3. Check your header for required fields. Your header must include fields that can be mapped to each of the following issue attributes: project_id, project_name, numberInProject, reporterName, created, and summary. If these columns are not present, add them to your CSV file.

You might also consider whether it's safe to import your data into an existing project. If you're not entirely sure about the contents of your CSV file, you can update the values in the Project ID and Project columns to import your data into a new, empty project instead.

The csv2youtrack import script supports importing issue links. To import links between issues from your CSV file, follow these guidelines:

  • Add a column to your CSV file with the name "Links".
  • Specify links between issues with the pattern LINK_TYPE_1,1,2;LINK_TYPE_2,TP-3,TP-4;..... For the LINK_TYPE, enter the type as shown on the Issue Link Types page in the administration section of YouTrack. For example, Relates or Subtask.
  • The script only imports links that use existing link types. Links that use unknown types are not imported.
  • For the issue to be linked, you can either use the issue number in the project or the full issue ID. If you specify the number only, the project ID for the current issue is used to create the issue ID for the target issue.

Importing Comments

You also want to verify how your source application exports comments. Many applications export comments as fields that do not have a field name in the header. This format is illustrated in the following example:

"Issue ID","Project ID","Project" "1","SA","SomeApp","This column doesn't have a field name in the header, so it becomes the first comment","this becomes the second comment","and this becomes the third."

Comments in this format are imported without any related attributes. These attributes are generated during import.

  • Comments are added on behalf of the guest user account.
  • The comment date is set to the current date and time.

The client library lets you import comments that are stored in separate CSV files. If you have the possibility to extract this data and format it correctly, you can import comments with attributes and issue attachments.

For comments, the CSV file must contain the following fields in the specified order:

"project_id","numberInProject","author","created","text"

For the field names in the header, you can specify any value you want, but the field name for the comment text should be empty. The most important requirement is that you present these fields in the specified order. For each comment, the project ID and issue number must correspond to a record in the CSV file that contains your issue data.

Use the following example as a guide.

"Issue ID","Project ID","Project" "SA","1","judd;Judd Davidson;jd@gmail.com","2011-03-01 17:55:00 MSK","This column doesn't have a field name in the header, so it becomes the first comment", "SA","1","ronnie;Ronnie;ron@gmail.com","2011-03-01 17:56:00 MSK","this becomes the second comment", "SA","1","David","2011-03-01 17:57:00 MSK","and this becomes the third."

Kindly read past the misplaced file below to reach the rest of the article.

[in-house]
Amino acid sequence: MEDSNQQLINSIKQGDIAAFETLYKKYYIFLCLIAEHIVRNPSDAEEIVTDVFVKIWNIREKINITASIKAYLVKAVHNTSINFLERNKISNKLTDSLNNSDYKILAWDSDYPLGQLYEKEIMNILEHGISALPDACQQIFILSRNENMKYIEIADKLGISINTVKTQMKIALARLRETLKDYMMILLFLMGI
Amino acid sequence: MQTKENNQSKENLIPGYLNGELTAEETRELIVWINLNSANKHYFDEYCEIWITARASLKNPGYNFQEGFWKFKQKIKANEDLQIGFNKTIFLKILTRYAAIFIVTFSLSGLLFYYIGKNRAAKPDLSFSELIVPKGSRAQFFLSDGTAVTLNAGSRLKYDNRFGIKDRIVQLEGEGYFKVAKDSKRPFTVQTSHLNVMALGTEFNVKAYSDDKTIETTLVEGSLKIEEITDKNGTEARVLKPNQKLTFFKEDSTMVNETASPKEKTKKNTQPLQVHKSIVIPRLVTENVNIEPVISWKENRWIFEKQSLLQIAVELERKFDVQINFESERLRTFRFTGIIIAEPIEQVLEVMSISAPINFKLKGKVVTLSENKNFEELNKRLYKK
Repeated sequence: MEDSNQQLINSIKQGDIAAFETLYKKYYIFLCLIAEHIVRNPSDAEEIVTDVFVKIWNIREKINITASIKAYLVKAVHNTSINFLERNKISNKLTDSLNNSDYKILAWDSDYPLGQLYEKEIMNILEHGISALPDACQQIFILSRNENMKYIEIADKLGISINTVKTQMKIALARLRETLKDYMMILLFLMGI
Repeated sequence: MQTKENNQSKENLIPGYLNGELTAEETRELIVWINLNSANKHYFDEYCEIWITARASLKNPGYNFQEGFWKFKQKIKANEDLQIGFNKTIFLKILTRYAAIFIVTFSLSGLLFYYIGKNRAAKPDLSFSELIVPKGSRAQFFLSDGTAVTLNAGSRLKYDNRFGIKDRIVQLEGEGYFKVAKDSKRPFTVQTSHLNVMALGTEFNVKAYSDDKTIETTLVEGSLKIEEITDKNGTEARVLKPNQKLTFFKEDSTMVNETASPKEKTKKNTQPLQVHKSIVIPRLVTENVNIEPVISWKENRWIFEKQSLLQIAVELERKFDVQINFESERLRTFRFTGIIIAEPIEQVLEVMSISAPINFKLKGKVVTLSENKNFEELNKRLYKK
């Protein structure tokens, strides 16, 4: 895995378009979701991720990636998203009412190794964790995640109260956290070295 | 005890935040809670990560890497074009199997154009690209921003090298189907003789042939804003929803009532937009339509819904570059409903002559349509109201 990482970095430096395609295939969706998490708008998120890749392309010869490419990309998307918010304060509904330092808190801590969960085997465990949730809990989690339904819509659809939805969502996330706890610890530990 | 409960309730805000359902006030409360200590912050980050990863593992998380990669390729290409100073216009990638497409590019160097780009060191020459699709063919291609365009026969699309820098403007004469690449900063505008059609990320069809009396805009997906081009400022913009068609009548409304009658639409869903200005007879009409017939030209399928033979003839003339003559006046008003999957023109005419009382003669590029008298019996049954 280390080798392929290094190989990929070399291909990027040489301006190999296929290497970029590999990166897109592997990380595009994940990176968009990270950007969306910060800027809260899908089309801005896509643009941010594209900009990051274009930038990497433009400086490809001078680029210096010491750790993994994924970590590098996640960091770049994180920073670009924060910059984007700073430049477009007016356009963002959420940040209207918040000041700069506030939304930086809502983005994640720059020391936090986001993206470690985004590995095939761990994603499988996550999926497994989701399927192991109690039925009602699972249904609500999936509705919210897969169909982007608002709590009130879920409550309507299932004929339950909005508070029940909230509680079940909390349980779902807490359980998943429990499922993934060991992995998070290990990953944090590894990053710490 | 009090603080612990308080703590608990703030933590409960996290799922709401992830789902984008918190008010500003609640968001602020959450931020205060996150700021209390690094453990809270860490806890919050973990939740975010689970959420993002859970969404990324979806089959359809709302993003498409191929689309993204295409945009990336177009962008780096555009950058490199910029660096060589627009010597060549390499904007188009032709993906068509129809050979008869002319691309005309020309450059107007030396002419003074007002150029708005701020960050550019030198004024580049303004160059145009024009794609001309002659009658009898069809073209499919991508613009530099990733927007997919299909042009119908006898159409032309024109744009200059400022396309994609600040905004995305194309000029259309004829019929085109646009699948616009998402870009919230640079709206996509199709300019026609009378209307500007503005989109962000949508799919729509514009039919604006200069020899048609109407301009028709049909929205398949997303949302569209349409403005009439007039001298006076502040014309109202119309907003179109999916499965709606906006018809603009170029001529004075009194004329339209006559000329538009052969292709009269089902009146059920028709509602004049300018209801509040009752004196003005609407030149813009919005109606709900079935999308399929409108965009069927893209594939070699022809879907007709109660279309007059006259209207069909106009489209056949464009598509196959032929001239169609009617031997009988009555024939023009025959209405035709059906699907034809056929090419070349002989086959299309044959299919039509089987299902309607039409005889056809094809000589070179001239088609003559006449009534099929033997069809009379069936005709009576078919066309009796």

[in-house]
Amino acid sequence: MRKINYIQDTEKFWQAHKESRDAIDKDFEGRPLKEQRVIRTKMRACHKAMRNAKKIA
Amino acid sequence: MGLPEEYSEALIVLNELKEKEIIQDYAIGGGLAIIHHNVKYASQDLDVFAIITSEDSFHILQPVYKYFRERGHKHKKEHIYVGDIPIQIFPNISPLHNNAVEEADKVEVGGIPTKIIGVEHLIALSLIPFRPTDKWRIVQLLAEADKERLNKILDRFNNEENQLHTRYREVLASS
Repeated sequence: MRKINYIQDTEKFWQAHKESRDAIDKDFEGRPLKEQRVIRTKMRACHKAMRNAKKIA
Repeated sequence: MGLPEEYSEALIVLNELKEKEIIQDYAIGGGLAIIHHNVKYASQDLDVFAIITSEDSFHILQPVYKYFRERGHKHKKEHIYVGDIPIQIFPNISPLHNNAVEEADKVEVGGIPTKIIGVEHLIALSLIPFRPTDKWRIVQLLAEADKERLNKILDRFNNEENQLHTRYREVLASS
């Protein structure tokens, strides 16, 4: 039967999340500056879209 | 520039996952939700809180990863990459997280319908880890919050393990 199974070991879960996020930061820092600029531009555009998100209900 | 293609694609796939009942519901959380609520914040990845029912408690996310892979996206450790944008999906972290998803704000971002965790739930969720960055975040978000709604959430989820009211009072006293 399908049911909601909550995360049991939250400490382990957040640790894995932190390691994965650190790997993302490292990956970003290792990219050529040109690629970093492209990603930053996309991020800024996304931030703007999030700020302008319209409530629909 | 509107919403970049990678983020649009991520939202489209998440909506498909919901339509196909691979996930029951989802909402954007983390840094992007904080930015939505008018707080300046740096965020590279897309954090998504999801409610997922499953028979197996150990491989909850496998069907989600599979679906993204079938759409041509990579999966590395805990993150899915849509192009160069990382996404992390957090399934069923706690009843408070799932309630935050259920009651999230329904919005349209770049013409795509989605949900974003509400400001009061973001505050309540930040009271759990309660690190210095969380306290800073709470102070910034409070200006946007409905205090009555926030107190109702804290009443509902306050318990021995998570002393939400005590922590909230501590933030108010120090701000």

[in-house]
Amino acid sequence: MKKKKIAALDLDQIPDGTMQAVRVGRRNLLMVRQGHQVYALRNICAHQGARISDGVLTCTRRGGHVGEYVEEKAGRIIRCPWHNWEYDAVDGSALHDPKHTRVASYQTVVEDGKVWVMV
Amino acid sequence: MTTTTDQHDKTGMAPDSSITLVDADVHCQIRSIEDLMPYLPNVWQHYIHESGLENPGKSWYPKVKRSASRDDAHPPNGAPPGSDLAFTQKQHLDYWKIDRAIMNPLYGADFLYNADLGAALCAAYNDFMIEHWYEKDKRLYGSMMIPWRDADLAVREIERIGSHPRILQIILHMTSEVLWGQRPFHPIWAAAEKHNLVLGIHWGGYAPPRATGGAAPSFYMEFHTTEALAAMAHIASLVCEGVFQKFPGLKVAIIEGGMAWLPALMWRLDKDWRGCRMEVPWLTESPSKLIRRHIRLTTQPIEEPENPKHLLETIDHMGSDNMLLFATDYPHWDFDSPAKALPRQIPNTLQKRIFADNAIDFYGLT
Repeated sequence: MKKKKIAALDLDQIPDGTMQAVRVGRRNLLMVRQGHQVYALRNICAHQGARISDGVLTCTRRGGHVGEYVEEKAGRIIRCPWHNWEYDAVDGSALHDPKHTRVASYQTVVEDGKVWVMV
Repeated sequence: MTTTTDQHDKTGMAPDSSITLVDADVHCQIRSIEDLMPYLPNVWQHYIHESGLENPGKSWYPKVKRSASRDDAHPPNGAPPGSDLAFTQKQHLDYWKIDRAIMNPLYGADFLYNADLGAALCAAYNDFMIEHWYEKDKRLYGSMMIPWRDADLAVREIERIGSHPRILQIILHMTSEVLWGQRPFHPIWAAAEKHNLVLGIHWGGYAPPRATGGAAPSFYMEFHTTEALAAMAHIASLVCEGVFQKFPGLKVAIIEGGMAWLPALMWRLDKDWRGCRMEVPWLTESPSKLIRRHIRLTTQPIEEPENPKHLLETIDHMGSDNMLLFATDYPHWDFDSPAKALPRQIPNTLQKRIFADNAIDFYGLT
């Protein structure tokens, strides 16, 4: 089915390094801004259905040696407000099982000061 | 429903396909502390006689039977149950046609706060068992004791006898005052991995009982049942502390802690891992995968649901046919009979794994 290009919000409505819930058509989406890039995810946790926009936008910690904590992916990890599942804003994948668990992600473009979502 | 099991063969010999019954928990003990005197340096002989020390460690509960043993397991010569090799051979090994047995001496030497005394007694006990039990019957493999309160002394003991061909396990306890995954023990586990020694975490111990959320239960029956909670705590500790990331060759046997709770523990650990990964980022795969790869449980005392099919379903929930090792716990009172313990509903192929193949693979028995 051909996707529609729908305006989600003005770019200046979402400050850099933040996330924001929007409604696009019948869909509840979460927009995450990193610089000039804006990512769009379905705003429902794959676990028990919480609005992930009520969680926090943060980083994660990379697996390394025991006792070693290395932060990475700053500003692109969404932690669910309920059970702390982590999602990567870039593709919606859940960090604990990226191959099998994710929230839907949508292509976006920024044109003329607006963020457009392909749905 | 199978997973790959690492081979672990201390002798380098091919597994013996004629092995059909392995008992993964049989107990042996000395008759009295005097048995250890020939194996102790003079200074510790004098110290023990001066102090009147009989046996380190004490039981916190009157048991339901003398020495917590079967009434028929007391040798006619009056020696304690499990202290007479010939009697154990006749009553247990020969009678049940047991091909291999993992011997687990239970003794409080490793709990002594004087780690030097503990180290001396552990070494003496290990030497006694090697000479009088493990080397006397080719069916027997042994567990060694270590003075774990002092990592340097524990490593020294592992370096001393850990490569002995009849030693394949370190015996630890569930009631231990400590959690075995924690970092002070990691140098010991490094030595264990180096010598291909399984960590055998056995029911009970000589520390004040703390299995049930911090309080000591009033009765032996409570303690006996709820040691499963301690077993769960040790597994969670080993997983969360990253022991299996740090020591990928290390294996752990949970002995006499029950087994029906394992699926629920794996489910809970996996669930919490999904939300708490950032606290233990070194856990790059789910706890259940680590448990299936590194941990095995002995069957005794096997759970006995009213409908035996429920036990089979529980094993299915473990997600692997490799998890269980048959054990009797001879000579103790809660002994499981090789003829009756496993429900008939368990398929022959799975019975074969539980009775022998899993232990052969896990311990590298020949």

Importing Attachments

You also have the ability to import issue attachments from a separate CSV file.

For attachments, the CSV file uses the following format:

"project_id","numberInProject","authorLogin","created","pathToAttachment"

For the field names in the header, you can specify any value you want, but the field name for the path to the attachment files should be empty. The most important requirement is that you present these fields in the specified order. For each attachment, the project ID and issue number must correspond to a record in the CSV file that contains your issue data.

Use the following example as a guide.

"SA",1,"Marco Fu","2015-10-20 21:00:00","/home/user/tmp/comments.csv" "SA",1,"Marco Fu","2015-10-20 22:00:00","/home/user//tmp/attachments.csv" "SA",5,"John Higgins","2015-10-20 21:00:00","/home/user/pictures/bear.jpg" "SA",5,"John Higgins","2015-10-20 22:00:00","/home/user/pictures/flowers.jpg"

Build Your Mapping File

The next step is to map the fields in your source file to issue attributes in YouTrack. You can use the csv2youtrack script to generate a sample mapping from your source CSV file.

To generate a mapping file:

  1. Open the command-line interface that is supported by your operating system.
  2. If necessary, change the current directory to the installation directory for Python. For example (Windows):
    cd C:\Python27
  3. Enter the following command:
    csv2youtrack -g -m mapping.json source.csv
    • The -g option tells the script to generate the mapping file.
    • The -m option overrides the default path and filename for the mapping file. If you don't pass this option, the file is generated in the current directory and assigned the same name as the CSV file with the .json extension. If you want to specify another location and/or filename, specify a value for the parameter with the full path of the target directory and/or desired name.
    • The source.csv parameter specifies the location of the source CSV file. Replace this value with the full path and filename of your source CSV file. Don't forget to include the .csv extension.
    • If the command is executed successfully, a message with the location of the generated file is printed in the command-line interface.
  4. Open the generated mapping file and map the fields from your source file to their corresponding issue attributes in YouTrack. If your source file contains one or more fields that you don't want to import, you can remove the references from the mapping file. Use the example that follows as a guide.